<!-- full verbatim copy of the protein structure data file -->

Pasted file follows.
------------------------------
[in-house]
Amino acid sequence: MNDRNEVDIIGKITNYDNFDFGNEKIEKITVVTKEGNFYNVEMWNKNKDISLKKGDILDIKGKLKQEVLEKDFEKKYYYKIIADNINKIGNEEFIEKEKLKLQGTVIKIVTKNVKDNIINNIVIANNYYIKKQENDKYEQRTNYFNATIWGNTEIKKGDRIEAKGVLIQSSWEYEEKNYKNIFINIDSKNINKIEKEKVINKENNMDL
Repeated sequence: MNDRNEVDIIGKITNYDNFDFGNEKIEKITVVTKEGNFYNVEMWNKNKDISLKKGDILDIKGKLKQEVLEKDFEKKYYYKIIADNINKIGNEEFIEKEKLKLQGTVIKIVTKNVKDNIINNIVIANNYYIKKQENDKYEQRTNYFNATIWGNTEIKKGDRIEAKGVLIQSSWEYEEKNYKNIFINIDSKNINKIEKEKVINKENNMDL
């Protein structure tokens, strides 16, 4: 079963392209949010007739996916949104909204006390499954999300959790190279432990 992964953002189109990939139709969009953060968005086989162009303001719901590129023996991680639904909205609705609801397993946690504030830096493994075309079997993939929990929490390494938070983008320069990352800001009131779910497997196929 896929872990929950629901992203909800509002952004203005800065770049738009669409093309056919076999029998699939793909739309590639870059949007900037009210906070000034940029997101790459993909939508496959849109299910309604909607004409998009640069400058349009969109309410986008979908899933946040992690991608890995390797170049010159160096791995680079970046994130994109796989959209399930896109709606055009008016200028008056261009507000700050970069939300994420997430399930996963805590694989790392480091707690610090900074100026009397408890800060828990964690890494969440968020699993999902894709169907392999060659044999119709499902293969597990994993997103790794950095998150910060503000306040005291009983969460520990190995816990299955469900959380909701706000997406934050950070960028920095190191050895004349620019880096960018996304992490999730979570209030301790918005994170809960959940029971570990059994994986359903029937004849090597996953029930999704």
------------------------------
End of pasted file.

[in-house]
Amino acid sequence: MNDRNEVDIIGKITNYDNFDFGNEKIEKITVVTKEGNFYNVEMWNKNKDISLKKGDILDIKGKLKQEVLEKDFEKKYYYKIIADNINKIGNEEFIEKEKLKLQGTVIKIVTKNVKDNIINNIVIANNYYIKKQENDKYEQRTNYFNATIWGNTEIKKGDRIEAKGVLIQSSWEYEEKNYKNIFINIDSKNINKIEKEKVINKENNMDL
Repeated sequence: MNDRNEVDIIGKITNYDNFDFGNEKIEKITVVTKEGNFYNVEMWNKNKDISLKKGDILDIKGKLKQEVLEKDFEKKYYYKIIADNINKIGNEEFIEKEKLKLQGTVIKIVTKNVKDNIINNIVIANNYYIKKQENDKYEQRTNYFNATIWGNTEIKKGDRIEAKGVLIQSSWEYEEKNYKNIFINIDSKNINKIEKEKVINKENNMDL
């Protein structure tokens, strides 16, 4: 079963392209949010007739996916949104909204006390499954999300959790190279432990 992964953002189109990939139709969009953060968005086989162009303001719901590129023996991680639904909205609705609801397993946690504030830096493994075309079997993939929990929490390494938070983008320069990352800001009131779910497997196929 896929872990929950629901992203909800509002952004203005800065770049738009669409093309056919076999029998699939793909739309590639870059949007900037009210906070000034940029997101790459993909939508496959849109299910309604909607004409998009640069400058349009969109309410986008979908899933946040992690991608890995390797170049010159160096791995680079970046994130994109796989959209399930896109709606055009008016200028008056261009507000700050970069939300994420997430399930996963805590694989790392480091707690610090900074100026009397408890800060828990964690890494969440968020699993999902894709169907392999060659044999119709499902293969597990994993997103790794950095998150910060503000306040005291009983969460520990190995816990299955469900959380909701706000997406934050950070960028920095190191050895004349620019880096960018996304992490999730979570209030301790918005994170809960959940029971570990059994994986359903029937004849090597996953029930999704």